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Republicans Continue War on EPA

English: Picture I took of a small puddle of t...

I have to believe that the rank and file right-winger really has no idea of the benefits of having an effective Environmental Protection Agency.

These guys hunt, fish, breathe air, drink water and enjoy good health, right?

That’s why it is so frustrating to see them piling on the EPA at every opportunity:

Springtime for Toxics

Paul Krugman takes them to task for their war on the environment:

With everything else that has been going on in U.S. politics recently, the G.O.P.’s radical anti-environmental turn hasn’t gotten the attention it deserves. But something remarkable has happened on this front. Only a few years ago, it seemed possible to be both a Republican in good standing and a serious environmentalist; during the 2008 campaign John McCain warned of the dangers of global warming and proposed a cap-and-trade system for carbon emissions. Today, however, the party line is that we must not only avoid any new environmental regulations but roll back the protection we already have.

Krugman is speaking specifically about recently passed but long-overdue EPA regulations on mercury.

Republicans, who allegedly carry the fiscally conservative banner are showing their true colors on this one:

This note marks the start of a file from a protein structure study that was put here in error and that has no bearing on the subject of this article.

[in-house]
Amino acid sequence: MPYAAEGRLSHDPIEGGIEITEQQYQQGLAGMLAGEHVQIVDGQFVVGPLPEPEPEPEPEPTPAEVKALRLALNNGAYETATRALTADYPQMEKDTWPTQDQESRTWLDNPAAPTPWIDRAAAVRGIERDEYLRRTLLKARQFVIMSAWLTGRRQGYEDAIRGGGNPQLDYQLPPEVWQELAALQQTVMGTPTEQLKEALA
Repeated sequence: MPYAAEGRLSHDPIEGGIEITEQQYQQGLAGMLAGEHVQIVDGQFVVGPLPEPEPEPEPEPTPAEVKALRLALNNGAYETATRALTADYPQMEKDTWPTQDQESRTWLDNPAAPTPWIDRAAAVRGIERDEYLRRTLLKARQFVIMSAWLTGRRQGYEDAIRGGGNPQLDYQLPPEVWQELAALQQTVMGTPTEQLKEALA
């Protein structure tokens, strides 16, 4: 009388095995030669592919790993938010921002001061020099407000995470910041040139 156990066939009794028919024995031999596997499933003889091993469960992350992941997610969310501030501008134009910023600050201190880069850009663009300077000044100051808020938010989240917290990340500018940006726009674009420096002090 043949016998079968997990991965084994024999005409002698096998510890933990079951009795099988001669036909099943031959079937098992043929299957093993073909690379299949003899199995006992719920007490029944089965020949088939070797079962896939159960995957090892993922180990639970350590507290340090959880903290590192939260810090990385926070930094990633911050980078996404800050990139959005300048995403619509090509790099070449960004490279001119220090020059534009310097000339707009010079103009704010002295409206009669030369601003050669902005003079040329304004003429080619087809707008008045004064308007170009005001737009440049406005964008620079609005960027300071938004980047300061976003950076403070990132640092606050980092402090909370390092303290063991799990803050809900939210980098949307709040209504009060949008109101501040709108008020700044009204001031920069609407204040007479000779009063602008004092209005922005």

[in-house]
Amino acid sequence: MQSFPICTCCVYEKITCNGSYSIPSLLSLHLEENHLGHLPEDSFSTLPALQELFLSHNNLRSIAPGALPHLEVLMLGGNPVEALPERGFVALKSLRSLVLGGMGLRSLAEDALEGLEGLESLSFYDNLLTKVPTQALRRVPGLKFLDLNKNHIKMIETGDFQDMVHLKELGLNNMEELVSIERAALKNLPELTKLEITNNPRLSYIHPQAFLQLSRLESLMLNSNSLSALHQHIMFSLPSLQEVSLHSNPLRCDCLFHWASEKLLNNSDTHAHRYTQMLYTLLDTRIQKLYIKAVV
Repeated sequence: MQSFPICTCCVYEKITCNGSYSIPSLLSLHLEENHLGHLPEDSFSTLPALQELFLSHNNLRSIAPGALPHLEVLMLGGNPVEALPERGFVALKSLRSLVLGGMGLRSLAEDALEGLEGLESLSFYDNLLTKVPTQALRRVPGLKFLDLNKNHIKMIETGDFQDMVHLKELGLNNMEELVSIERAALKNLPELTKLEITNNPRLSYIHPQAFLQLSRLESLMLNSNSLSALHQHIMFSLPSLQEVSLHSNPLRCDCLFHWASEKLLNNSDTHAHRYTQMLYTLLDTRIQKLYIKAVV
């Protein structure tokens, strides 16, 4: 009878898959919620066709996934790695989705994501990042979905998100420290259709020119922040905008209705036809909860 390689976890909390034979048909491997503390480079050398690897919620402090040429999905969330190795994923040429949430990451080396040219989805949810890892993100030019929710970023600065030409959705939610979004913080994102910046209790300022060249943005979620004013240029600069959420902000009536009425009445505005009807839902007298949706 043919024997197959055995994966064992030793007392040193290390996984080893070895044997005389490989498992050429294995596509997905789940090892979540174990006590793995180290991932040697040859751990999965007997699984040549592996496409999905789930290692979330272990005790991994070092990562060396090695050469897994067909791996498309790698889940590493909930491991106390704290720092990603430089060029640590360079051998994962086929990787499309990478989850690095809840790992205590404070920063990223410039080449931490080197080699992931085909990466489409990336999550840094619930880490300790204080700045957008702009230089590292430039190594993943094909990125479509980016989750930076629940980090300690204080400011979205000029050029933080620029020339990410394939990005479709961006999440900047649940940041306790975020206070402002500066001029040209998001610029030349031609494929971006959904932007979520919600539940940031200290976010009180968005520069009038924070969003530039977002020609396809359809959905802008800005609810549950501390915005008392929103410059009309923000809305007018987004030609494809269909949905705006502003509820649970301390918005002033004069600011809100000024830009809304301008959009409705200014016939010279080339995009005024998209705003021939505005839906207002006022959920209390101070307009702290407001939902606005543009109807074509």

In fact, the benefits of reduced fine particle pollution account for most of the quantifiable gains from the new rules. The key word here is “quantifiable”: E.P.A.’s cost-benefit analysis only considers one benefit of mercury regulation, the reduced loss in future wages for children whose I.Q.’s are damaged by eating fish caught by freshwater anglers. There are without doubt many other benefits to cutting mercury emissions, but at this point the agency doesn’t know how to put a dollar figure on those benefits.

Even so, the payoff to the new rules is huge: up to $90 billion a year in benefits compared with around $10 billion a year of costs in the form of slightly higher electricity prices. This is, as David Roberts of Grist says, a very big deal.

And it’s a deal Republicans very much want to kill.

Unfortunately, the GOP pathological phobia of short-term costs explains a lot about the current state of the nation, from their shortsighted view of taxation and infrastructure investment, to their view of Wall Street regulation.

Along with Krugman, I celebrate the new rules and hope they are a harbinger for a move to hold industry accountable for the real harm they do — to health and the economy.



December 27, 2011 - Posted by | Uncategorized | , , , , , , ,

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